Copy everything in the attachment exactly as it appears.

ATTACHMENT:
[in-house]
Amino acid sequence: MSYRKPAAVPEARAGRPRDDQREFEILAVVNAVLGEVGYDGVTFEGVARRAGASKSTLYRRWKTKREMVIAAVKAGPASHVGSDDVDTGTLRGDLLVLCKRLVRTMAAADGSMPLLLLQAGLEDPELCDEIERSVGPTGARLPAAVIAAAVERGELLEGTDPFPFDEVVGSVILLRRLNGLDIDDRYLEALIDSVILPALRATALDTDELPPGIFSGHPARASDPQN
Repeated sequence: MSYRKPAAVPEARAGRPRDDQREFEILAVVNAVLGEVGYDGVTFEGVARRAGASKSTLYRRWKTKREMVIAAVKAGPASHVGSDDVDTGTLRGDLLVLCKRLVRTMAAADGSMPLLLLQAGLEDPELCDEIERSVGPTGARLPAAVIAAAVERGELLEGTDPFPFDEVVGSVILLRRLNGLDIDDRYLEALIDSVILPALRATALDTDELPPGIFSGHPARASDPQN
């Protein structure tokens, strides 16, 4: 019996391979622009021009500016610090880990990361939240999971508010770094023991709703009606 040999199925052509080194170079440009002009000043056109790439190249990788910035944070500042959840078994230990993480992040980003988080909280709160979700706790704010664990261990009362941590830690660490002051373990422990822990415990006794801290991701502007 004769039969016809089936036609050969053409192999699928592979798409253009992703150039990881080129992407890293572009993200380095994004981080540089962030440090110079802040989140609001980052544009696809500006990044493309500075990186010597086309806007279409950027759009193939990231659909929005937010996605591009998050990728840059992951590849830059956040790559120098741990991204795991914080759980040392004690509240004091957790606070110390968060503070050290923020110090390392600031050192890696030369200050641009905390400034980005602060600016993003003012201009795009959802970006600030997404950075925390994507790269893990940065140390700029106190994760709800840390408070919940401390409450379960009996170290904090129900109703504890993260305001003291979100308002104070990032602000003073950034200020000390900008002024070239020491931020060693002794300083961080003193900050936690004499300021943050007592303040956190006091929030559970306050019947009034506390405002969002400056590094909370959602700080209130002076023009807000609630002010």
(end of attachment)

[in-house]
Amino acid sequence: MSYRKPAAVPEARAGRPRDDQREFEILAVVNAVLGEVGYDGVTFEGVARRAGASKSTLYRRWKTKREMVIAAVKAGPASHVGSDDVDTGTLRGDLLVLCKRLVRTMAAADGSMPLLLLQAGLEDPELCDEIERSVGPTGARLPAAVIAAAVERGELLEGTDPFPFDEVVGSVILLRRLNGLDIDDRYLEALIDSVILPALRATALDTDELPPGIFSGHPARASDPQN
Repeated sequence: MSYRKPAAVPEARAGRPRDDQREFEILAVVNAVLGEVGYDGVTFEGVARRAGASKSTLYRRWKTKREMVIAAVKAGPASHVGSDDVDTGTLRGDLLVLCKRLVRTMAAADGSMPLLLLQAGLEDPELCDEIERSVGPTGARLPAAVIAAAVERGELLEGTDPFPFDEVVGSVILLRRLNGLDIDDRYLEALIDSVILPALRATALDTDELPPGIFSGHPARASDPQN
């Protein structure tokens, strides 16, 4: 019996391979622009021009500016610090880990990361939240999971508010770094023991709703009606 040999199925052509080194170079440009002009000043056109790439190249990788910035944070500042959840078994230990993480992040980003988080909280709160979700706790704010664990261990009362941590830690660490002051373990422990822990415990006794801290991701502007 004769039969016809089936036609050969053409192999699928592979798409253009992703150039990881080129992407890293572009993200380095994004981080540089962030440090110079802040989140609001980052544009696809500006990044493309500075990186010597086309806007279409950027759009193939990231659909929005937010996605591009998050990728840059992951590849830059956040790559120098741990991204795991914080759980040392004690509240004091957790606070110390968060503070050290923020110090390392600031050192890696030369200050641009905390400034980005602060600016993003003012201009795009959802970006600030997404950075925390994507790269893990940065140390700029106190994760709800840390408070919940401390409450379960009996170290904090129900109703504890993260305001003291979100308002104070990032602000003073950034200020000390900008002024070239020491931020060693002794300083961080003193900050936690004499300021943050007592303040956190006091929030559970306050019947009034506390405002969002400056590094909370959602700080209130002076023009807000609630002010």